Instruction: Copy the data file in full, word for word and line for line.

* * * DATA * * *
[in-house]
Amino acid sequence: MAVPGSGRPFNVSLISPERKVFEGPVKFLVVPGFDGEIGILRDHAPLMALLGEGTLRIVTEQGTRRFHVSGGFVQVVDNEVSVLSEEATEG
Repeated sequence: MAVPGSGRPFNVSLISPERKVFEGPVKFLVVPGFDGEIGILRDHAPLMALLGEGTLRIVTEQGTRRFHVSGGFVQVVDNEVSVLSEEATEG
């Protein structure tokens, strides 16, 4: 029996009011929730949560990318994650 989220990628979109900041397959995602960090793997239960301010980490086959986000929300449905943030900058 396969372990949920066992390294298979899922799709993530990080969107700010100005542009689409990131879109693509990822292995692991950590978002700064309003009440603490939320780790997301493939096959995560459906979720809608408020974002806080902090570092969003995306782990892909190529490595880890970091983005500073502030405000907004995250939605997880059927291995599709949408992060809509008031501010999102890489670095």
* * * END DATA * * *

[in-house]
Amino acid sequence: MAVPGSGRPFNVSLISPERKVFEGPVKFLVVPGFDGEIGILRDHAPLMALLGEGTLRIVTEQGTRRFHVSGGFVQVVDNEVSVLSEEATEG
Repeated sequence: MAVPGSGRPFNVSLISPERKVFEGPVKFLVVPGFDGEIGILRDHAPLMALLGEGTLRIVTEQGTRRFHVSGGFVQVVDNEVSVLSEEATEG
């Protein structure tokens, strides 16, 4: 029996009011929730949560990318994650 989220990628979109900041397959995602960090793997239960301010980490086959986000929300449905943030900058 396969372990949920066992390294298979899922799709993530990080969107700010100005542009689409990131879109693509990822292995692991950590978002700064309003009440603490939320780790997301493939096959995560459906979720809608408020974002806080902090570092969003995306782990892909190529490595880890970091983005500073502030405000907004995250939605997880059927291995599709949408992060809509008031501010999102890489670095």